Feature | Published in January 2004

Easy Does It

Generous match, easy entry keys to participation success

By Nevin Adams | January 2004
Page 1 of 7 View Full Article

Generous match, easy entry keys to participation success

» How Do They Do It?

Even if you build it, they don't always come. Ask any plan sponsor that has taken the time, energy, and expense to craft and sustain a competitive workplace retirement savings plan. On an industrywide basis, participation rates—and this is among people who are eligible to take advantage of the programs—have never registered much above the 80% mark. Think about that for a second. Despite decades of retirement savings education, those "free money" company matches, the sanction of tax deferral, and the much-vaunted convenience of payroll deduction, roughly one in five participants decides to "just say no."

That, of course, is in the best of times. Of late, the picture has been even gloomier.  PLANSPONSOR's 2003 Defined Contribution Survey found an overall participation rate of less than 75% in all market segments—as those rates declined for the second year running.

However, despite soft markets, an uncertain economy, and rising benefit costs, a number of plan sponsors continue to succeed in maintaining, and expanding, their current participation base. In the pages that follow, we recognize some of the best, not just in terms of participation rates, though that is the ultimate validation of a successful program—and the average rate of participation in these programs was 95.5%. Rather, these employers have achieved these rates through a combination of stratagems, education, and program design that can serve as a blueprint for programs with even the most respectable rates of participation.


How Do They Do It?

There is nothing like a company match (or flat out employer contribution, in the case of a profit-sharing program) to provide participants with the very best incentive to save for retirement. Nearly 83% of the Top Defined Contribution Plans offered a match, compared with 75.6% among the nearly 3,500 plan sponsor respondents to our 2003 Defined Contribution Survey.

Furthermore, a generous match appears to pay off handsomely, based on the experience of the Top Defined Contribution Plans listed in the pages that follow. It is striking, though perhaps not surprising, how many transcend the industry "standard" of 50 cents on the dollar up to 6% of employee pay. Indeed, many offer a match that is more generous than a full dollar for dollar.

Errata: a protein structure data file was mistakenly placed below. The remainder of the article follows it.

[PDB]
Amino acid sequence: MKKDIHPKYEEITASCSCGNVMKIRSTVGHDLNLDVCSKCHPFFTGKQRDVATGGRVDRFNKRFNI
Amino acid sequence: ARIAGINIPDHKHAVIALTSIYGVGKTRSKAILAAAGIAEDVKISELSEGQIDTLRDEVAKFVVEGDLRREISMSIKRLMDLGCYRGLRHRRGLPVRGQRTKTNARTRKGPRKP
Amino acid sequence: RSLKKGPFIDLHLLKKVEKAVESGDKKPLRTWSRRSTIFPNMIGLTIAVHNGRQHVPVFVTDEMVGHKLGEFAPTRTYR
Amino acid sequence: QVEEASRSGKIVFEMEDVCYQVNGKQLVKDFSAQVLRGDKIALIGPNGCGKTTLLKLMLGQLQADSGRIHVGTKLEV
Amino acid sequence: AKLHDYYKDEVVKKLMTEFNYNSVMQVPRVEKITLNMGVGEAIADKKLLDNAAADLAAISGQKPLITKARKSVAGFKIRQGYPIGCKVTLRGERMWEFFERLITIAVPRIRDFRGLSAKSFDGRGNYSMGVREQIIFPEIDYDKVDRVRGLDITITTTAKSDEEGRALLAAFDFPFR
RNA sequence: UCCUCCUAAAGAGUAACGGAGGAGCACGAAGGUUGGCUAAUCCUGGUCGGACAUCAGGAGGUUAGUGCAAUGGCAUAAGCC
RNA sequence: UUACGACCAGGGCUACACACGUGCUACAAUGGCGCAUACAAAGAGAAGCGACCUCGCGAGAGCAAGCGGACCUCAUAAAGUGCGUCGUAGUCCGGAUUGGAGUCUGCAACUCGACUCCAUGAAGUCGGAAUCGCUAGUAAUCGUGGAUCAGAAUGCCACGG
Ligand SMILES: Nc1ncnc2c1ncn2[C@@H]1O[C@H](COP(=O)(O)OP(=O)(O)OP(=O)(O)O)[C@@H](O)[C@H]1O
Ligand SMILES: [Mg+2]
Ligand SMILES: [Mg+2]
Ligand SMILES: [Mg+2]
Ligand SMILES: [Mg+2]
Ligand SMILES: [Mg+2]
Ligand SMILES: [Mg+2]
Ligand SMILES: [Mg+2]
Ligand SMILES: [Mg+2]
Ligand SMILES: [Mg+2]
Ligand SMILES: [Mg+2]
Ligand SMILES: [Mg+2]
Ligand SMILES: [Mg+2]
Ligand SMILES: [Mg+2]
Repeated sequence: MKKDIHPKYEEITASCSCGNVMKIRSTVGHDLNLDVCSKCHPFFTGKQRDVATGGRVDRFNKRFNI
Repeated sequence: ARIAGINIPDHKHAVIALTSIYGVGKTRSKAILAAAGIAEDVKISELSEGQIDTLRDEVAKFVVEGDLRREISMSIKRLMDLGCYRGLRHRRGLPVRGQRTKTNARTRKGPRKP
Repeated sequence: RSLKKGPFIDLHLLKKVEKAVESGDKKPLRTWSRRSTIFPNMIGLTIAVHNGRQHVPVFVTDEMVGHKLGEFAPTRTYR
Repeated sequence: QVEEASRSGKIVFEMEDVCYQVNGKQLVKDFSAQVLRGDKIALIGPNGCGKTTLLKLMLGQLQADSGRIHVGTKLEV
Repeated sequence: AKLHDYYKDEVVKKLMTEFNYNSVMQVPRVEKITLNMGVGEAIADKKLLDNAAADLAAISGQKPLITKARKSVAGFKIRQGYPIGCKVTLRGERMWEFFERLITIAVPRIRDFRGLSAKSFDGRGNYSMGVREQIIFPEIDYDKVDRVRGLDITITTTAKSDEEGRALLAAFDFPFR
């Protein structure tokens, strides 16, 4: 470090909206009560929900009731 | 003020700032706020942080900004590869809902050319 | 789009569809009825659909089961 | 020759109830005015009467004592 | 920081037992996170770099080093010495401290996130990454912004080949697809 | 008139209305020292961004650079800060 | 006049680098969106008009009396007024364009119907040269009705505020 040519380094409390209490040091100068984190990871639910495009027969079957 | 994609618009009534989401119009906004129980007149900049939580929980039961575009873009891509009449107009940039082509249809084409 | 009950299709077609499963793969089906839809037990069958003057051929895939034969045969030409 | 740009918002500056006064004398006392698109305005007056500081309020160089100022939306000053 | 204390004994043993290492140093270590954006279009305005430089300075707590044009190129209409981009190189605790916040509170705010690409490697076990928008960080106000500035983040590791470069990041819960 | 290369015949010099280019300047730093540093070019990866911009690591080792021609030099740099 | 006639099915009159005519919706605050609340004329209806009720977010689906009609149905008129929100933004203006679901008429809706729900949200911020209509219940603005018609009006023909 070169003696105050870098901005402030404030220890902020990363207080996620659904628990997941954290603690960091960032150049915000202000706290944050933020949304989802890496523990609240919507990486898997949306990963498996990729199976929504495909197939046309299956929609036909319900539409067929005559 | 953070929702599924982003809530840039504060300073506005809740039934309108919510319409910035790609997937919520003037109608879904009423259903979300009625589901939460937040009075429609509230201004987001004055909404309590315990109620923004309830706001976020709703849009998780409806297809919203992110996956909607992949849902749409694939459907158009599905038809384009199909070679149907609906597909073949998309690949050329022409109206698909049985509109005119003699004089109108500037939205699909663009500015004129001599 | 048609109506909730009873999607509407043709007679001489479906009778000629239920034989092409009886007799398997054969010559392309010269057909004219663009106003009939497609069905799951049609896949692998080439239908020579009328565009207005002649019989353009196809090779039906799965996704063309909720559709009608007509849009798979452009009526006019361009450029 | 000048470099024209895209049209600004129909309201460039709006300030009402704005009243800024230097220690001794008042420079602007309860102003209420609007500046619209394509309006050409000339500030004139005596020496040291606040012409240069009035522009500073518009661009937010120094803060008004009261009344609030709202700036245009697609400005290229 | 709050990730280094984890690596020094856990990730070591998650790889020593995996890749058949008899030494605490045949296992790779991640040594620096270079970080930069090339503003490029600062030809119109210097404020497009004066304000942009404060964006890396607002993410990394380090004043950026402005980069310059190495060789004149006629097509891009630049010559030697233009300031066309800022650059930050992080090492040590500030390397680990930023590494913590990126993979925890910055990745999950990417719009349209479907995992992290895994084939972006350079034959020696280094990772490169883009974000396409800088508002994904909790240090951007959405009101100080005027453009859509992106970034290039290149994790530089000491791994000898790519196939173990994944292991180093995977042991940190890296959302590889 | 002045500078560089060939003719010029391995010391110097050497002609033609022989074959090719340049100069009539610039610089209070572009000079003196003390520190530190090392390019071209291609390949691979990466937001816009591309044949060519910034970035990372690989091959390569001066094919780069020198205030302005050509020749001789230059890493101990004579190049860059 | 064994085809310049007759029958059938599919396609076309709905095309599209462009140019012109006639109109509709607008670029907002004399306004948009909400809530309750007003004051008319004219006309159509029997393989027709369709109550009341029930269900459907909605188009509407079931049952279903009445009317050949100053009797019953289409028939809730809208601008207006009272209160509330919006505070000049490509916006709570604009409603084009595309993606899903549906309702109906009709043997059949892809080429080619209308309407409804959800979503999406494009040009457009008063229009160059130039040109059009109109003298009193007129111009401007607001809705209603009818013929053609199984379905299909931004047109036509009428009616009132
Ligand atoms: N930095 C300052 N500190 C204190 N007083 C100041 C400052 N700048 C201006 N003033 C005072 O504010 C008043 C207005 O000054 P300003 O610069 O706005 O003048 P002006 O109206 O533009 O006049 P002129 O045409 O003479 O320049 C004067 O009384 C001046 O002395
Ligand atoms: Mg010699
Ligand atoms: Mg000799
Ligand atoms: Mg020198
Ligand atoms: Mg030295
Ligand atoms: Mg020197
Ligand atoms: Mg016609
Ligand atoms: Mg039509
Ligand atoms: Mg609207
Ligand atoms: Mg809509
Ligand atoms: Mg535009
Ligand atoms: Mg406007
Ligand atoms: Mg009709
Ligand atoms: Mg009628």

It also seems clear that a key element is to make it easy for workers to become participants. A growing number of employers have embraced "automatic enrollment"—a process whereby employees are enrolled in the retirement plan automatically when they become eligible unless they specifically opt out. This strategy leverages the traditional bane of employee participation—inertia—and uses it to the participant's advantage. Proof of the pudding? Roughly half of the 35 plans in our top list employed the strategy, compared with just 18% of the respondents to our 2003 Defined Contribution Survey.

Allowing employees to participate immediately also can make a difference in boosting participation. While doing so may entail additional administrative work in high-turnover industries, there is little question that employees given a chance to sign up for retirement savings alongside their other benefit forms, tax paperwork, and beneficiary designations, seem more likely to act than those who, a year after their employment begins, are asked to consider the option. Just ask the 19 plan sponsors among the Top 35 that currently permit this.

As for vesting, while three years appears to be something of a standard, more than a third of the Top DC Plans detailed in the pages that follow vest participants 100% immediately in their accounts.

Other characteristics of interest (Top DC Plans vs. 2003 Defined Contribution Survey):

• 23.8 investment options offered, compared with 16.7 overall

• 48% offer investment advice, versus 43.5% overall

• 34.3% offer company stock, compared with 12.1% overall

• 25.7% offer self-directed brokerage, versus 22.1% overall

Less quantified, but no less evident in the pages that follow, is the significance of educating and promoting—and reeducating and continually promoting—the importance of saving for retirement.

In sum, make saving for retirement easy, make it worthwhile, make it important—and participants will respond in kind.